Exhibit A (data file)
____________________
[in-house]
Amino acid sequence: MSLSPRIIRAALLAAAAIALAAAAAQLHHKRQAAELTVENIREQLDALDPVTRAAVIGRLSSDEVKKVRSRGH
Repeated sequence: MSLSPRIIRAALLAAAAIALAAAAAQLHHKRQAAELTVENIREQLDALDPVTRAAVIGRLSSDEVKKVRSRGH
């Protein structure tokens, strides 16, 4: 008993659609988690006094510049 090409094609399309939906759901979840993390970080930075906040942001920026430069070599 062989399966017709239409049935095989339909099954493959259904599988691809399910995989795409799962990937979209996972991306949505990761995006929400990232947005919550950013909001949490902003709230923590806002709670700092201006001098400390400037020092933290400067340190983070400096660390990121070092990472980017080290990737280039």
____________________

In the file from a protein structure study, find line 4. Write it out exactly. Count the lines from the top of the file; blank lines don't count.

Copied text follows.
């Protein structure tokens, strides 16, 4: 008993659609988690006094510049 090409094609399309939906759901979840993390970080930075906040942001920026430069070599 062989399966017709239409049935095989339909099954493959259904599988691809399910995989795409799962990937979209996972991306949505990761995006929400990232947005919550950013909001949490902003709230923590806002709670700092201006001098400390400037020092933290400067340190983070400096660390990121070092990472980017080290990737280039």